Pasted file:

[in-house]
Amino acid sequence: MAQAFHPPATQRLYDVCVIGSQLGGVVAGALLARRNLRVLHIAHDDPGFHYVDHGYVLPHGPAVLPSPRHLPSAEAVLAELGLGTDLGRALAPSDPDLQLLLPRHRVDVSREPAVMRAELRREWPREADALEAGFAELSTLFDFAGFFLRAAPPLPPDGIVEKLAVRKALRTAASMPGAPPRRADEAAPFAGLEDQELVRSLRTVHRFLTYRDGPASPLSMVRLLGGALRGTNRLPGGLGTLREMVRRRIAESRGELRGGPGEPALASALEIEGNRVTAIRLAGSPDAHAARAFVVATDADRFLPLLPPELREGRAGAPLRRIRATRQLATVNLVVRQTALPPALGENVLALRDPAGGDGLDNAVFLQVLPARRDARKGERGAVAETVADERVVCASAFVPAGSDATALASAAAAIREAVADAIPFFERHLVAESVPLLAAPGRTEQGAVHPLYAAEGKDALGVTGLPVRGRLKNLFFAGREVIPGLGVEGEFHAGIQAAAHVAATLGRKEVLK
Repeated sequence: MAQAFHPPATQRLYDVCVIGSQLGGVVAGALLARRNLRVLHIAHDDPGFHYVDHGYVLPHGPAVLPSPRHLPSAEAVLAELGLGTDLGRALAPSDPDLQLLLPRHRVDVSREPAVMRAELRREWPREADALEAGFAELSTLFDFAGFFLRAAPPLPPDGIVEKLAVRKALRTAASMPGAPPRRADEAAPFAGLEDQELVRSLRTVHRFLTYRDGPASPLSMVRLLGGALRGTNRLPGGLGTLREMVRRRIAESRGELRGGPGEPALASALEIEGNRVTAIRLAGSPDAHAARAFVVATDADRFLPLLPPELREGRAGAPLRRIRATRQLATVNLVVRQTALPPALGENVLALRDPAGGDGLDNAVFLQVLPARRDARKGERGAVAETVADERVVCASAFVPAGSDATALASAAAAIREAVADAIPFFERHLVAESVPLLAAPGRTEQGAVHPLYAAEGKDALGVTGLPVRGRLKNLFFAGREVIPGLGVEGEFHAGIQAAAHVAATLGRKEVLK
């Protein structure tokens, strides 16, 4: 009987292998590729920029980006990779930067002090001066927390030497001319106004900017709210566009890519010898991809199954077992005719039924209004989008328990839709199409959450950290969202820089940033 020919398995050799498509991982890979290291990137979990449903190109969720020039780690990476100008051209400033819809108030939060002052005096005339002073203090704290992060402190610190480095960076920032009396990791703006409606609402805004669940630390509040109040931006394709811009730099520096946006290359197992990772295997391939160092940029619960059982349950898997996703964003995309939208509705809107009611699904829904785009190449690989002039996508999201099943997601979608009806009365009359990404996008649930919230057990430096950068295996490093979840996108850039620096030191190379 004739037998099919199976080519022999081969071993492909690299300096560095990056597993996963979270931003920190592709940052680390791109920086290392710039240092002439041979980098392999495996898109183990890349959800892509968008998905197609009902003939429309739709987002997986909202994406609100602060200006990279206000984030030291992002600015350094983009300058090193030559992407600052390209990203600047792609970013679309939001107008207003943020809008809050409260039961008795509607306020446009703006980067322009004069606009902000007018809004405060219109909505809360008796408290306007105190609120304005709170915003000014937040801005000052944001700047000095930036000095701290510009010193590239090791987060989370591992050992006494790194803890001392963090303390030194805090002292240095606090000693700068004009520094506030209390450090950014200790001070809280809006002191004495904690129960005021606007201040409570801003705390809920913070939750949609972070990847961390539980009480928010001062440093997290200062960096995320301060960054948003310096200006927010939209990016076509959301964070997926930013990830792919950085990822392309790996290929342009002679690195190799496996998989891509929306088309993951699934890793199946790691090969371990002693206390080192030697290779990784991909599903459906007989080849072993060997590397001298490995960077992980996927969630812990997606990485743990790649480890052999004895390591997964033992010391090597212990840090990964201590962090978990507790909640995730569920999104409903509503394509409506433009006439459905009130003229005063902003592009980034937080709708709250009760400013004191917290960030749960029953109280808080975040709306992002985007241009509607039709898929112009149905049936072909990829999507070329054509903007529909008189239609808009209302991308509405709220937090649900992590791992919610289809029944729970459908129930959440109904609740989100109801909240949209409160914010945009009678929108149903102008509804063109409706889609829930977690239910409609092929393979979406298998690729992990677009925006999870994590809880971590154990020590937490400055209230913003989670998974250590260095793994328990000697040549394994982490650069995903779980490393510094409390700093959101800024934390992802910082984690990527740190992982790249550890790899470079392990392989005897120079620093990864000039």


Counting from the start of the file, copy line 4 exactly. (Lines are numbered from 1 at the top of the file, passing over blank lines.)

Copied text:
């Protein structure tokens, strides 16, 4: 009987292998590729920029980006990779930067002090001066927390030497001319106004900017709210566009890519010898991809199954077992005719039924209004989008328990839709199409959450950290969202820089940033 020919398995050799498509991982890979290291990137979990449903190109969720020039780690990476100008051209400033819809108030939060002052005096005339002073203090704290992060402190610190480095960076920032009396990791703006409606609402805004669940630390509040109040931006394709811009730099520096946006290359197992990772295997391939160092940029619960059982349950898997996703964003995309939208509705809107009611699904829904785009190449690989002039996508999201099943997601979608009806009365009359990404996008649930919230057990430096950068295996490093979840996108850039620096030191190379 004739037998099919199976080519022999081969071993492909690299300096560095990056597993996963979270931003920190592709940052680390791109920086290392710039240092002439041979980098392999495996898109183990890349959800892509968008998905197609009902003939429309739709987002997986909202994406609100602060200006990279206000984030030291992002600015350094983009300058090193030559992407600052390209990203600047792609970013679309939001107008207003943020809008809050409260039961008795509607306020446009703006980067322009004069606009902000007018809004405060219109909505809360008796408290306007105190609120304005709170915003000014937040801005000052944001700047000095930036000095701290510009010193590239090791987060989370591992050992006494790194803890001392963090303390030194805090002292240095606090000693700068004009520094506030209390450090950014200790001070809280809006002191004495904690129960005021606007201040409570801003705390809920913070939750949609972070990847961390539980009480928010001062440093997290200062960096995320301060960054948003310096200006927010939209990016076509959301964070997926930013990830792919950085990822392309790996290929342009002679690195190799496996998989891509929306088309993951699934890793199946790691090969371990002693206390080192030697290779990784991909599903459906007989080849072993060997590397001298490995960077992980996927969630812990997606990485743990790649480890052999004895390591997964033992010391090597212990840090990964201590962090978990507790909640995730569920999104409903509503394509409506433009006439459905009130003229005063902003592009980034937080709708709250009760400013004191917290960030749960029953109280808080975040709306992002985007241009509607039709898929112009149905049936072909990829999507070329054509903007529909008189239609808009209302991308509405709220937090649900992590791992919610289809029944729970459908129930959440109904609740989100109801909240949209409160914010945009009678929108149903102008509804063109409706889609829930977690239910409609092929393979979406298998690729992990677009925006999870994590809880971590154990020590937490400055209230913003989670998974250590260095793994328990000697040549394994982490650069995903779980490393510094409390700093959101800024934390992802910082984690990527740190992982790249550890790899470079392990392989005897120079620093990864000039």